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Year : 2022  |  Volume : 23  |  Issue : 2  |  Page : 175-176

Netherton syndrome presenting with persistent pneumonia in a newborn

1 Department of Fetal Medicine and Genetics; Department of Neonatology, Fernandez Hospital, Hyderabad, Telangana, India
2 Department of Neonatology, Fernandez Hospital, Hyderabad, Telangana, India

Date of Submission06-Apr-2021
Date of Decision23-Nov-2021
Date of Acceptance26-Dec-2021
Date of Web Publication30-Mar-2022

Correspondence Address:
Dr. Gayatri Nerakh
Department of Fetal Medicine and Genetics, Fernandez Hospital, Hyderabad, Telangana
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Source of Support: None, Conflict of Interest: None

DOI: 10.4103/ijpd.ijpd_163_21

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How to cite this article:
Nerakh G, Nadipineni R, Rajeev P S, Oleti T. Netherton syndrome presenting with persistent pneumonia in a newborn. Indian J Paediatr Dermatol 2022;23:175-6

How to cite this URL:
Nerakh G, Nadipineni R, Rajeev P S, Oleti T. Netherton syndrome presenting with persistent pneumonia in a newborn. Indian J Paediatr Dermatol [serial online] 2022 [cited 2022 May 20];23:175-6. Available from: https://www.ijpd.in/text.asp?2022/23/2/175/341465


Netherton syndrome (OMIM #256500) is a rare autosomal recessive skin disorder caused due to pathogenic variants in the SPINK5 gene. It is characterized by a triad of congenital ichthyosiform erythroderma, hair shaft abnormalities, and atopic diathesis.[1] Its incidence worldwide is estimated to be 1 in 200,000. Mutations in the SPINK5 gene results in dysregulation of epidermal proteases, premature degradation of corneodesmosome, and thinning of stratum corneum resulting in the disease phenotype.[2]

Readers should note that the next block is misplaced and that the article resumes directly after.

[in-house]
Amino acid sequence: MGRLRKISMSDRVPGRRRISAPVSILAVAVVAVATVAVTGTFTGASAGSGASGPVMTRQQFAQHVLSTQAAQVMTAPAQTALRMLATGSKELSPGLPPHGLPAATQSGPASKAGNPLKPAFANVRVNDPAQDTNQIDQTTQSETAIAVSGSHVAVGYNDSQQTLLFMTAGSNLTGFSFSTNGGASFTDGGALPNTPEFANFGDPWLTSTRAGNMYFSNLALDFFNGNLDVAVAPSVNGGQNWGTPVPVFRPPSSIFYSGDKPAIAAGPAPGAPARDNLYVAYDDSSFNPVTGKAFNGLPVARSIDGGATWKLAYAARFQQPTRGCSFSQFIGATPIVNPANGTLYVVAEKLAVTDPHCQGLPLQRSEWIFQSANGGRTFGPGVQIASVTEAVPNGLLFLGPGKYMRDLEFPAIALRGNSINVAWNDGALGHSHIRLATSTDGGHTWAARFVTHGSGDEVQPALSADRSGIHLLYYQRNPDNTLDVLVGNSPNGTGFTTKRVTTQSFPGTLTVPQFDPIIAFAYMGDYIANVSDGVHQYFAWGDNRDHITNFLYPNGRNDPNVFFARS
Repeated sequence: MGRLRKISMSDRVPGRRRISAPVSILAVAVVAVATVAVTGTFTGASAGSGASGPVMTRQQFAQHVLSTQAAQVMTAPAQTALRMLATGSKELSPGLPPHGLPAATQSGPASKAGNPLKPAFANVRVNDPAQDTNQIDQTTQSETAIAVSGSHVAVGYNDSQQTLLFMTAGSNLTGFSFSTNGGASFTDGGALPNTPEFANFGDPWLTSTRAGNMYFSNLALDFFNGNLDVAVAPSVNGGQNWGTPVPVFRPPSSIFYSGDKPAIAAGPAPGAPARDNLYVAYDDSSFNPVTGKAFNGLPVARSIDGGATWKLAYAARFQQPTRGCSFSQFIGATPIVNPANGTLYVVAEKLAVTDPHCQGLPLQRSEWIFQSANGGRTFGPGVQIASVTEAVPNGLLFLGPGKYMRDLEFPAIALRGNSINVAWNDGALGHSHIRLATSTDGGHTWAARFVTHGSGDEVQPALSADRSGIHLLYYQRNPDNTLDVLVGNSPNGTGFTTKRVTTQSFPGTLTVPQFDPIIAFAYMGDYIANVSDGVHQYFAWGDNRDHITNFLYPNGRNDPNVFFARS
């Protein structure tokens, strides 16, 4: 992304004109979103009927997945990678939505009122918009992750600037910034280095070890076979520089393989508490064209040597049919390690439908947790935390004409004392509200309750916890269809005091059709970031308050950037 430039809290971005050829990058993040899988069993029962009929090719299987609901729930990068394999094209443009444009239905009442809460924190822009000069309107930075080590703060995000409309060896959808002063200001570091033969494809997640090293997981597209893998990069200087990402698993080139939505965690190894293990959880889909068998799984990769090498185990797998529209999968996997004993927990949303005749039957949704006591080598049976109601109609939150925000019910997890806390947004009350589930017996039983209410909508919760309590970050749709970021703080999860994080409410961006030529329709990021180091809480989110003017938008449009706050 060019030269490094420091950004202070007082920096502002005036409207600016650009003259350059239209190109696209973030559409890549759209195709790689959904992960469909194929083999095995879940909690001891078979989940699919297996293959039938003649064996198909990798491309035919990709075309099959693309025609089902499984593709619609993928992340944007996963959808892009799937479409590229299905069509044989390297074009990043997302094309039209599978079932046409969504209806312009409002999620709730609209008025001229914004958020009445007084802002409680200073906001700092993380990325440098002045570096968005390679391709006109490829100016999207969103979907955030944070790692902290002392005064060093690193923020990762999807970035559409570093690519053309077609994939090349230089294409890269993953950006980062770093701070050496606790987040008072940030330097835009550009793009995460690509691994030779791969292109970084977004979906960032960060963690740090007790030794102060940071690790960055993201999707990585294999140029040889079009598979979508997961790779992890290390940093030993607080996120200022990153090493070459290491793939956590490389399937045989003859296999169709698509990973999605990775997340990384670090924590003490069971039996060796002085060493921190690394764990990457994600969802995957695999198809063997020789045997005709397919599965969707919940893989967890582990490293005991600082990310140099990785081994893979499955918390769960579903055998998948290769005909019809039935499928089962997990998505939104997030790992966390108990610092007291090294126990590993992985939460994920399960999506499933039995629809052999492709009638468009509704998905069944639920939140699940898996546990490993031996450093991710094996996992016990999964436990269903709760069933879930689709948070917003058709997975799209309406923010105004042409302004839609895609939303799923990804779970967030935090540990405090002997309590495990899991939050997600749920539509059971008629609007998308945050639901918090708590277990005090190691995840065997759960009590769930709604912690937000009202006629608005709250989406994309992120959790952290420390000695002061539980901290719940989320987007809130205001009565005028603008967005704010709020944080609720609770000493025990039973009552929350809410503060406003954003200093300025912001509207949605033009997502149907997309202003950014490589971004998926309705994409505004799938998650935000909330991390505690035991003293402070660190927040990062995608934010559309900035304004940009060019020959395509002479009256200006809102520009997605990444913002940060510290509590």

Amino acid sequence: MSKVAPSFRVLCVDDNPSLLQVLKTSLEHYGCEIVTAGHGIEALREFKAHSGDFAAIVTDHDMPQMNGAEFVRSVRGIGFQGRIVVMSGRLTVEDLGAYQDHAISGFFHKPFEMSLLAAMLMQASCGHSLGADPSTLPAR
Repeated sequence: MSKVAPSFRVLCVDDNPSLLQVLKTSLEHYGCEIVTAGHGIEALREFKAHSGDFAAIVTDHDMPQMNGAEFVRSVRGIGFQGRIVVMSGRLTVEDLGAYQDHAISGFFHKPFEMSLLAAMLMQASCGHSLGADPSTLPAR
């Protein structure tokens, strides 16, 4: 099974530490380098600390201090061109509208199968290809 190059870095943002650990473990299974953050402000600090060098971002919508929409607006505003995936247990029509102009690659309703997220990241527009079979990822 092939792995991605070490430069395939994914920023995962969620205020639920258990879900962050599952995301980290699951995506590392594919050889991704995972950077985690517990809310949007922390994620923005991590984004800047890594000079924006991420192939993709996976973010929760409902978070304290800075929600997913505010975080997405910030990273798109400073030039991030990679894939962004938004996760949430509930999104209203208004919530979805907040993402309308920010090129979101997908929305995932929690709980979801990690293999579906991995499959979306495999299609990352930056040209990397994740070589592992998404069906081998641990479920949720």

A preterm neonate born second to healthy fifth-degree consanguineous couple had ichthyosiform erythroderma at birth. Baby had severe respiratory distress and was ventilated. On examination, there was sparse, easily pluckable scalp hair with no facial dysmorphism. The skin was dry, erythematous initially [Figure 1], later on, had ichthyosis linearis circumflexa (ILC) [Figure 2] and dry, scaly icthyosis [Figure 3] with superficial gangrene of the left forearm. Nails were normal. Systemic examination was normal. Chest X-rays showed persistent right-sided pneumonic nonresolving opacities [Figure 4] even after systemic antibiotics. The immunology panel revealed mildly elevated IgE levels (103.6 IU/mL). Complete blood picture showed anemia, low lymphocytes (14%–23%) with coagulopathy. Serum electrolytes revealed hypernatremia. Blood culture was positive for staphylococcus hemolyticus on day 7. Skin biopsy showed staphylococci colonization in deeper layers of the dermis. Hair microscopy was unremarkable. Two-dimensional ECHO, ultrasound abdomen were normal.
Figure 1: Congenital ichthyosiform erythroderma

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Figure 2: Ichthyosis linearis circumflexa

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Figure 3: Ichthyosis with dry, scaly skin

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Figure 4: Persistent right-sided pneumonic opacities

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The neonate, later on, had diarrhea, failure to thrive, and succumbed at the age of 1 month. Clinical exome sequencing revealed a homozygous pathogenic variant c.410+1G>A (5'splice site) in intron 5 of SPINK5 gene known to cause Netherton syndrome, which was consistent with the diagnosis of the neonate.